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House Oversight and Accountability Committee Chairman James Comer, R-Ky.
GOP House Oversight Committee Chairman Rep. James Comer has requested emails from Joe Biden’s aliases from the National Archives. Carolyn Kaster/AP

America’s Public Records Laws Are Too Broken to Keep Up With Presidents’ Emails

Top officials have a lot of power over what is actually archived.

In June 2014, Hunter Biden sent an email to his dad proposing a candidate for a job at the White House. Then-Vice President Joe Biden responded within less than a half-hour, writing back simply: “Re Johnny call me right away, Dad.”

John McGrail — a Georgetown classmate of Hunter’s who was then a senior lawyer at the Treasury Department — was hired as deputy counsel to the vice president that August, according to his LinkedIn.

The public knows about the email, sent from one of Biden’s Gmail accounts, because of the leaked materials on Hunter Biden’s laptop. Less clear, however, is whether this exchange — between family members, but about White House personnel decisions — was recorded in the National Archives for posterity. Or whether it needed to be at all.

GOP House Oversight Committee Chairman Rep. James Comer said he’s being “stonewalled” by the National Archives over emails from various accounts Joe Biden used while he was vice president (a GOP aide said the White House agreed to release only some emails). But we don’t know how many emails from alias or personal accounts the Archives actually has preserved — of Biden’s, Donald Trump’s, Barack Obama’s, George W. Bush’s or any of their top officials.

The nation’s aging public records laws aren’t keeping pace with the realities of the digital communications revolution, historians and security experts tell NOTUS. As a result, top officials have far too much power and discretion in choosing what they leave behind for archivists by picking and choosing what digital account or platform they use.

“People who shop in a grocery store — they do not get to decide what shoplifting is. An individual should not be able to decide whether or not the records they create are federal records,” James Grossman, the executive director of the American Historical Association, said.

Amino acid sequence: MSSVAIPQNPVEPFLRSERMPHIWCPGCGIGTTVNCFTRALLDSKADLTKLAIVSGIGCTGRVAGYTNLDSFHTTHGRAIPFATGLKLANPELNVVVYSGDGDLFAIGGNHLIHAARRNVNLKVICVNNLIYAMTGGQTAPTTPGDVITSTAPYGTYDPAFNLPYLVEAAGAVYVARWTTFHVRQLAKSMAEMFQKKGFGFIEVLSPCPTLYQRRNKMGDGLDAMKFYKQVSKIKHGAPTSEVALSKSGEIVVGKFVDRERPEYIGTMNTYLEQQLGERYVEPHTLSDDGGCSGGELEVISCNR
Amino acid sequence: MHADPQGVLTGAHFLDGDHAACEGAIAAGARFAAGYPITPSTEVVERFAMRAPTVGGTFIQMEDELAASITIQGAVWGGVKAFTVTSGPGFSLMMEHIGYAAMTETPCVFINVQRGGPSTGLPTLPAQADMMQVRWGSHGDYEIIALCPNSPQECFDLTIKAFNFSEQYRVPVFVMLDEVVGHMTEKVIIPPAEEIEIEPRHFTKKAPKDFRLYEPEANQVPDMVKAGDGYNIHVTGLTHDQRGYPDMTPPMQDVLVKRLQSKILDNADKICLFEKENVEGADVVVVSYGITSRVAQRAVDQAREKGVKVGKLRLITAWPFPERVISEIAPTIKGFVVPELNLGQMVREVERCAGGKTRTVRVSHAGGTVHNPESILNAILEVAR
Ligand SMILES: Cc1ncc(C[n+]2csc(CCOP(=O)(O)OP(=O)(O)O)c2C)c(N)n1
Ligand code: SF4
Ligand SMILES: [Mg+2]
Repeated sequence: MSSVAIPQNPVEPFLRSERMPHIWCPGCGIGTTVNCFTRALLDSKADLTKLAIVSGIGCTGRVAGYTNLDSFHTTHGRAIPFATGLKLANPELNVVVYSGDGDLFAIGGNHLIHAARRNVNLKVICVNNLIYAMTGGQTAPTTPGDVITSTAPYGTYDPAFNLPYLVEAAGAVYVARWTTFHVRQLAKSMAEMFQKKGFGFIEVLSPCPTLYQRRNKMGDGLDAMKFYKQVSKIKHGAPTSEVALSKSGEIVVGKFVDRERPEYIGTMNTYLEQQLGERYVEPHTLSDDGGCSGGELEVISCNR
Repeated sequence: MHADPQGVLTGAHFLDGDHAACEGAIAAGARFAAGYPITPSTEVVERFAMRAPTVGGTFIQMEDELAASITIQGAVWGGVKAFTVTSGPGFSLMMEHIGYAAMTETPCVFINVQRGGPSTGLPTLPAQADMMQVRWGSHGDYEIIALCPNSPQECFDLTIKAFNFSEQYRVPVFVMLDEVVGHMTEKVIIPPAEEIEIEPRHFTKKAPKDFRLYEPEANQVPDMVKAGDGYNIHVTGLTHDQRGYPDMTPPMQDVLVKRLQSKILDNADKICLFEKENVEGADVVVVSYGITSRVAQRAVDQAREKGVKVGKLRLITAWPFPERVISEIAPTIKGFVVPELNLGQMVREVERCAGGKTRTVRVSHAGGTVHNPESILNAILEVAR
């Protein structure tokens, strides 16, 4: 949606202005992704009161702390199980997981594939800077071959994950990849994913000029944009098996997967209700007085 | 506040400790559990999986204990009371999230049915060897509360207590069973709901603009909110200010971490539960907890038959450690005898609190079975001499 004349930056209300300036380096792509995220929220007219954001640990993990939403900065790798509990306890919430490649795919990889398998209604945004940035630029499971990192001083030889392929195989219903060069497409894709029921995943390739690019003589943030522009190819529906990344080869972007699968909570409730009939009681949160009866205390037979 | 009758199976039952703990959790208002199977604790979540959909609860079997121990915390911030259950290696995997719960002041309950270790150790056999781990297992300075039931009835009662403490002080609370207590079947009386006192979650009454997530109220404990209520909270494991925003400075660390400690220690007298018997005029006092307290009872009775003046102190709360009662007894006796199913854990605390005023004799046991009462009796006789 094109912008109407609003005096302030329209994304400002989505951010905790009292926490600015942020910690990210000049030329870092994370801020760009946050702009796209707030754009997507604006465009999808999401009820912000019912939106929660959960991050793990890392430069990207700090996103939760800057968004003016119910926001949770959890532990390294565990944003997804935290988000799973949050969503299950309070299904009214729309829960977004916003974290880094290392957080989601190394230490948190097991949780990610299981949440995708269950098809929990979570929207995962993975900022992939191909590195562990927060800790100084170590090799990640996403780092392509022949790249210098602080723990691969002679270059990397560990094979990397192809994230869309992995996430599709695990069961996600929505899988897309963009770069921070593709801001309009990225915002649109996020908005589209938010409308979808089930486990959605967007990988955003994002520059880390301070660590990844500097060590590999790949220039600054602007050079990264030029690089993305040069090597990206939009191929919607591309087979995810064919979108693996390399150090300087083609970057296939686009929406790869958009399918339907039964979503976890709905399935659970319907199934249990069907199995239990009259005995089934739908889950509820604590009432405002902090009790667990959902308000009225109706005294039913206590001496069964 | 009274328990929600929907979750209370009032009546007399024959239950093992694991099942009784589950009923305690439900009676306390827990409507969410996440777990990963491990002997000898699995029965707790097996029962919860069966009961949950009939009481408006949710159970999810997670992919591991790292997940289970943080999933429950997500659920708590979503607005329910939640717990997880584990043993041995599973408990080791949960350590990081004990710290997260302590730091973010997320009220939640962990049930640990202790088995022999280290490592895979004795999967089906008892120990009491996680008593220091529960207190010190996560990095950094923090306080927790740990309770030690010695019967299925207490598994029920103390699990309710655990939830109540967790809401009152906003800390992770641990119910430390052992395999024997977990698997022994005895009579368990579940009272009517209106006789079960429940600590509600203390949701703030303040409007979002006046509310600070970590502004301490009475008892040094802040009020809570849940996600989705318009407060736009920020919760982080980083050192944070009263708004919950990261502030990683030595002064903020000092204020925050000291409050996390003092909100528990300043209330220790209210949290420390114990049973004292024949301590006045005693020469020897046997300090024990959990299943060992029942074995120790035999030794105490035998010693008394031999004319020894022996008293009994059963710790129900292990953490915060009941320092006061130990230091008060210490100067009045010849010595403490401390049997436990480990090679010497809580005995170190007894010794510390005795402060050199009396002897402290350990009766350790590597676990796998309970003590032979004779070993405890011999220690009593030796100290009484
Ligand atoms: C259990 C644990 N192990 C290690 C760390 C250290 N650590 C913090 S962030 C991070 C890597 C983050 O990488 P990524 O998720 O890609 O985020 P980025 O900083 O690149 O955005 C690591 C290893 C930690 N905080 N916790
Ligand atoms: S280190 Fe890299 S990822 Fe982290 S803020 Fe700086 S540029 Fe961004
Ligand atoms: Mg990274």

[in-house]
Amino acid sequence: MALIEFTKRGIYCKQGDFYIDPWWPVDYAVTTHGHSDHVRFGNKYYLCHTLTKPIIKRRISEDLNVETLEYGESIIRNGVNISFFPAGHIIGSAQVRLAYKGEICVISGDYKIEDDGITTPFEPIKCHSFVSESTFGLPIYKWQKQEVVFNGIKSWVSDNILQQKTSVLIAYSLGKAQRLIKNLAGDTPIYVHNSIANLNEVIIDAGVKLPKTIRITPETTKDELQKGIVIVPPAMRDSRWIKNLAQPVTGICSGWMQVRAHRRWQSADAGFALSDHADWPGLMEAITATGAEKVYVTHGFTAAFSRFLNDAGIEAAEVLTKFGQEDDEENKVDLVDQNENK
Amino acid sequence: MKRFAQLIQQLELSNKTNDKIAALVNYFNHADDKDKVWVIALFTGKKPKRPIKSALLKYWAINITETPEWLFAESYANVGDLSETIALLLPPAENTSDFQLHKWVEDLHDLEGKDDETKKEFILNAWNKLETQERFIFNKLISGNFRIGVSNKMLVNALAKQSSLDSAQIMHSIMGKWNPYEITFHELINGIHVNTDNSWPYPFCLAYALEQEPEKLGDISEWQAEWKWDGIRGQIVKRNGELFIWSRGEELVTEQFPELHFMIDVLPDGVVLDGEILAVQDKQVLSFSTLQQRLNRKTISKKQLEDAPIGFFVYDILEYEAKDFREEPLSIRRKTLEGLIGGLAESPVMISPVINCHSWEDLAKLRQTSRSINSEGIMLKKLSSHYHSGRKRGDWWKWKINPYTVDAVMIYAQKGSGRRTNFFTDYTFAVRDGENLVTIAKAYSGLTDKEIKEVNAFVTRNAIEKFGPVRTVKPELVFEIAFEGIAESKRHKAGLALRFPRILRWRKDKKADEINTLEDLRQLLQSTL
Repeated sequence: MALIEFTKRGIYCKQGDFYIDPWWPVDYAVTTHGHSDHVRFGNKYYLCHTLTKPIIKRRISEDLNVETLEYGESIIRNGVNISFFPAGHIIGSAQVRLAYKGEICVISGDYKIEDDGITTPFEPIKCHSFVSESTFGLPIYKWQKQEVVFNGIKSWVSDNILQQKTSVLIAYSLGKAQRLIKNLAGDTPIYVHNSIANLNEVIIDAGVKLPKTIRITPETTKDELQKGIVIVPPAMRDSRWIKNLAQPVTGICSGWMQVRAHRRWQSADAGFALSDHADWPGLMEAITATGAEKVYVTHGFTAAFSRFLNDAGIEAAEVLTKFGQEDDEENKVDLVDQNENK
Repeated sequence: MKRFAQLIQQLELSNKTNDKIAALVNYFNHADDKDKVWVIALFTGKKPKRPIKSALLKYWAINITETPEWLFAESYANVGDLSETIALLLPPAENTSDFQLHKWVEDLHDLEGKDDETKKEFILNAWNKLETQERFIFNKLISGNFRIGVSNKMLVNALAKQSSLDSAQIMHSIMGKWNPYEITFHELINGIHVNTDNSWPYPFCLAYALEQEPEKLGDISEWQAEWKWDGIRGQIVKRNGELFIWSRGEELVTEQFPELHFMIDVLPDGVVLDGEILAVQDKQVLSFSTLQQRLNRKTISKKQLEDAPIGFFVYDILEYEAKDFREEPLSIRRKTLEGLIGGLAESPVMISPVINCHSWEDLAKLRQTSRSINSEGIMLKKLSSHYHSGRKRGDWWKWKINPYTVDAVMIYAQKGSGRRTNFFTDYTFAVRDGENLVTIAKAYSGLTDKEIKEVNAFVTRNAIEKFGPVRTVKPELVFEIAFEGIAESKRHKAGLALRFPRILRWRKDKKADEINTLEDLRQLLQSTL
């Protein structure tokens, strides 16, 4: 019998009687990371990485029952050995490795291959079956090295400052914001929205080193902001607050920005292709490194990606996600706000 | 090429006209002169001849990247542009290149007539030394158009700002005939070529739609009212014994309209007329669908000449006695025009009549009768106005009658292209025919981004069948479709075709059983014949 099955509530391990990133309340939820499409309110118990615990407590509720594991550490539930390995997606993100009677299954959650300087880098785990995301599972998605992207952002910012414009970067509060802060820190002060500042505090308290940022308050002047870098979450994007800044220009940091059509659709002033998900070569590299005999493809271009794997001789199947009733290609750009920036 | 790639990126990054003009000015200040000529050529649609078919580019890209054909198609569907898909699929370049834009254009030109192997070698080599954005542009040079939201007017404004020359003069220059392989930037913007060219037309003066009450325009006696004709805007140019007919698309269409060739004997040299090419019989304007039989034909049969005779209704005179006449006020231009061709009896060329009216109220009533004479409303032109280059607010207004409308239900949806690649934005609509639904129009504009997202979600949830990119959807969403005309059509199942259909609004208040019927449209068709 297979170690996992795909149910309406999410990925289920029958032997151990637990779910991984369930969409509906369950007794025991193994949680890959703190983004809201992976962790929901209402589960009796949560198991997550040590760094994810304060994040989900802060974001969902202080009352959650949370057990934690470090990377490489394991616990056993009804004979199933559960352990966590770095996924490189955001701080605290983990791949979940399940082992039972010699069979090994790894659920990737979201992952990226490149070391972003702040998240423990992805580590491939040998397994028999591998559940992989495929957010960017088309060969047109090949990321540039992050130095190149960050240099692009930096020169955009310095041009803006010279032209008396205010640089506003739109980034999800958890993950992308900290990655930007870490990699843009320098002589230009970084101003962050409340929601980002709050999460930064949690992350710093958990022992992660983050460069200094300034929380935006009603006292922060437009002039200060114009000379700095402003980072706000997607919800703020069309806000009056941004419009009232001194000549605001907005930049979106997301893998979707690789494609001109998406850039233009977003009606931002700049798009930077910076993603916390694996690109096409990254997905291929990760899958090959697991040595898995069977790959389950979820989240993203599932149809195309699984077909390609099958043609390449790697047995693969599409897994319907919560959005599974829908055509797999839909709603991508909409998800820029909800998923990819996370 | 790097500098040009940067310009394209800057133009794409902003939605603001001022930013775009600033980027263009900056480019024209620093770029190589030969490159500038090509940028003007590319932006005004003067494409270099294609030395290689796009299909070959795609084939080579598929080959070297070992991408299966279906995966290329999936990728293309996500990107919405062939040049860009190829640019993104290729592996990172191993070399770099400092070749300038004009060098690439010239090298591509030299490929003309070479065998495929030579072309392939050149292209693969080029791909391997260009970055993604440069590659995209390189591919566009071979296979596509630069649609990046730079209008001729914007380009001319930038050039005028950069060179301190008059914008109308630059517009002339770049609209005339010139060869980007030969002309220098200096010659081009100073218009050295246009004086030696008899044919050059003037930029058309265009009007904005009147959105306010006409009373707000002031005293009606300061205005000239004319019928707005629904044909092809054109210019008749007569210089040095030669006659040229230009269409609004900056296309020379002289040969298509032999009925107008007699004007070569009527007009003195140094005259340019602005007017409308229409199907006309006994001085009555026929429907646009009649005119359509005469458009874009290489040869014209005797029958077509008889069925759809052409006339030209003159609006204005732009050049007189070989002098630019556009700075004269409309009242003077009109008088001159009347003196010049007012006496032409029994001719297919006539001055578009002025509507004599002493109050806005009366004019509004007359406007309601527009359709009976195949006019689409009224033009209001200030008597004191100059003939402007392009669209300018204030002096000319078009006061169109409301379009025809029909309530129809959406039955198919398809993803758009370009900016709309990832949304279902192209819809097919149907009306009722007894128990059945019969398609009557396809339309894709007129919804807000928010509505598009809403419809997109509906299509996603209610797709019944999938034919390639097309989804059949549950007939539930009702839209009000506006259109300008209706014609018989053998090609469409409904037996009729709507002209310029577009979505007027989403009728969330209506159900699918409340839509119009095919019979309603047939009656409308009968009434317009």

Biden used at least six different email accounts, including some nongovernment email addresses sent from Gmail and gmx.com domains, according to materials from the Hunter Biden laptop that have been circulating in Washington circles for more than four years. Some but not all of the accounts appear to have been set up for the vice president by the government, part of a byzantine system of email pseudonyms generated to help top officials communicate.

The documents show that Biden was a prolific emailer with his family and friends and that he and his top aides frequently used a combination of their personal and official accounts, sometimes switching between the two in the same email chain.

The White House declined to answer questions about who reviewed Biden’s personal accounts for the presence of possible official business amongst his personal papers. A special counsel, Robert Hur, is currently probing the presence of some classified material at the Penn Biden Center for Diplomacy and Global Engagement and his Delaware home.

The National Archives said in a statement to NOTUS that anything on a .gov email system was archived properly and that it had emails from six of Biden’s known aliases, both personal and governmental, in their collection. The Archives has indicated Biden sent roughly 5,000 such emails under three such pseudonyms: robinware456@gmail.com, JRBWare@gmail.com and Robert.L.Peters@pci.gov. He also used 67stingray@gmx.com and several att.blackberry.net addresses.

House Republicans’ pursuit over Biden’s records is the latest in a long line of record controversies dating back decades. Both the George W. Bush and Barack Obama administrations came under fire at various points over top officials using private email accounts. Hillary Clinton spent much of the 2016 presidential campaign dogged over her use of a private email server and the subsequent discovery of classified information on it.

Meanwhile, Donald Trump has been charged criminally for allegedly absconding with hundreds of classified documents after leaving office and refusing requests from the government to return them. Biden is also under investigation by a special prosecutor after his team notified the National Archives of a small number of classified papers from his vice presidency found in his residence and at the Penn Biden Center for Diplomacy and Global Engagement.